How do you like to relax on a lazy Sunday evening? If you're anything like Jack Benny, you invite your A-list showbiz pals over to listen to a priest lecture about fighting communism. At least if You Can Change the World is to be believed.
Part anti-Commie tract, part do-gooder message, the 30-minute short You Can Change the World was produced by the Christophers, the Catholic organization founded a few years earlier by Father James Keller.
You wouldn't know any of that by looking at the poster. In fact, the real star, Father Keller, isn't even mentioned. People expecting a mini-musical comedy were probably in for a shock five minutes in.
|Father Keller takes the |
film noir approach
on the set.
|Rochester is baffled that his Jewish|
boss insists on entertaining Catholic priests in his home.
|"Hi, this is Bob 'Where the Hell|
Are My Hookers' Hope."
Due to the nature of the movie, McCarey's direction is pretty static. In trying to create some action mid-way through by having Jack Benny and Paul Douglas walk behind Father Keller, McCarey only makes them look like they're playing Follow the Leader. The others remain sitting on or standing behind a couch, reciting their sparse dialogue with the passion of a steamed clam.
|Too hip for the room.|
And as for his musical talent, any song sung by Bing in his prime is worth hearing... except the one written for this movie, "Early American." (It's about American ideals, not the Ethan Allen furniture chain.) As with many songs of its type, the message doesn't exactly make for snappy lyrics:
The dream I'm building is Early American,Something that won't go out of style.
It makes you feel that life's worth living,
The way they must have felt that first Thanksgiving...
No "Swinging on a Star," this.
|The cast follows Leo McCarey's|
direction to look constipated.
And for a movement that's all about "the little people," it's interesting that Rochester -- you know, the black servant -- isn't allowed to listen to Father Keller's homily. Make of that what you will. At least he gets his revenge in the opening credits, where his real name, Eddie Anderson, comes first alphabetically.
|Between takes, Father Keller weeps as Jack Benny insists on telling yet another story about the good old days of vaudeville.|
|Leo McCarey and Father Keller: "Look, I directed Crosby|
as a priest twice so I know what I'm talking about, goddammit!"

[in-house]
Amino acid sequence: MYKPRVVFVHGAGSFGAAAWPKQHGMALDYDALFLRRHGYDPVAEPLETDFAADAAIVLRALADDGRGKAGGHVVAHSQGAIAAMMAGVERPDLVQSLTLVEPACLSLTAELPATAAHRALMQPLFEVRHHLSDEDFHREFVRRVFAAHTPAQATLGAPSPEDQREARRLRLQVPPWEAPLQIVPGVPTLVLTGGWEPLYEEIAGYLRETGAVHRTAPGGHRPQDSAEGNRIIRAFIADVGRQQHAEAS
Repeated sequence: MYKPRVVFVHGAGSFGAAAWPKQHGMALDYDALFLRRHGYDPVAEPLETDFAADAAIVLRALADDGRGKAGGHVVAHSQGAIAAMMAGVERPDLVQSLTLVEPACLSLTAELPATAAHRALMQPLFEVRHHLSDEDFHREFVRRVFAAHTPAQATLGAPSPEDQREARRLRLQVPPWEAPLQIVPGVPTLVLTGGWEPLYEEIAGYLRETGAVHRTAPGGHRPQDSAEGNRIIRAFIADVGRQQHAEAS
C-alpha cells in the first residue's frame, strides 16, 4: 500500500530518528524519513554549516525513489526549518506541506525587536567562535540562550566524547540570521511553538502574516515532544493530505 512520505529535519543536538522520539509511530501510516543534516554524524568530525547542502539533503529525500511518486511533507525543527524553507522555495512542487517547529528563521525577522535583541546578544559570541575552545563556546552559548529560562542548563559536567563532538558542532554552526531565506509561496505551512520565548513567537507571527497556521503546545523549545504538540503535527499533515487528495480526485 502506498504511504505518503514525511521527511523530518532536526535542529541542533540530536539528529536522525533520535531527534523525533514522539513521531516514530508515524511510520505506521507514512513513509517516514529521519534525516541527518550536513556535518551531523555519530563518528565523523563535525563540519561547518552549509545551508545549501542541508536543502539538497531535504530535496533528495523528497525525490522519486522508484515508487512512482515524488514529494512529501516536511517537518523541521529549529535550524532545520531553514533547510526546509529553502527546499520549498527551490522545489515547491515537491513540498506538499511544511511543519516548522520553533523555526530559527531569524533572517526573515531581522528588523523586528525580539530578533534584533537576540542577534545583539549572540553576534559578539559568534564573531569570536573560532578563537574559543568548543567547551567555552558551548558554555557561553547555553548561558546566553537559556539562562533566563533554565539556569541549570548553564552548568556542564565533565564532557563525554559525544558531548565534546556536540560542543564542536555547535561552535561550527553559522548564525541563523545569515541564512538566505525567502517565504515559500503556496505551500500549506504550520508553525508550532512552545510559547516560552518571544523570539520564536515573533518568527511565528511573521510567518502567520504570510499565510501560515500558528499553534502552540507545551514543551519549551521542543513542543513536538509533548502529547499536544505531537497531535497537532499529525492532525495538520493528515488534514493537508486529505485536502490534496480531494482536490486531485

Over time, however, McCarey's oeuvre took a sentimental turn -- Make Way for Tomorrow (a slash-your-wrists depressing movie about aging) and Love Affair. Sentiment became intertwined with religion in Going my Way and The Bells of St. Mary's. Religion then got mixed-up with a decidedly conservative political view in Satan Never Sleeps, the infamous My Son John and, of course, You Can Change the World. You'd never know this was the same person who, in 1929, dreamed up the gag of a live crab falling down the front of Stan Laurel's pants.
|The cast can't wait for Father Keller to leave so the orgy can start.|
Father Keller, however, had more faith in his fellow man. A 1950 Boston Globe article states that future Christopher productions included Secretarial Work With a Purpose. You can bet when that movie was shot, William Holden was at the nearest bar with the purpose of getting pie-eyed.
Oh heck, why am I being so cynical? The Christophers are all about religious tolerance and good deeds, things everyone can get behind. Father Keller seems to be a fine, sincere fellow. And unlike the religious leaders in today's mega-churches, there's nothing slick about him. He's awkward and nervous. In other words, he's real. Call me a sentimental old dishrag, but I liked the guy. He even gets off a couple of laughs during his brief comedic moments with Jack Benny.
|Hey -- they found the lost speech!|
And boy, does he love the Declaration of Independence! So much so that, near the end of You Can Change the World, he gives Jack a copy of "Lincoln's lost speech" from 1858 regarding the Declaration, from which Jack reads aloud. It's quite a passage -- poetic, spiritual and patriotic all at once. Extraordinarily well-written even for its time. You can't help be moved.
Yet something bothered me. If this was supposed to be a lost speech, how the heck could anyone quote from it? A little research gave me the answer: they couldn't. Even though it had been circulating for close to a century by then, it was a fraud. Lincoln's son and private secretary said so, as have researchers ever since. Nobody knows what Lincoln said that night in 1858. That's why they call it a lost speech!
Historian: now there's a job with a purpose.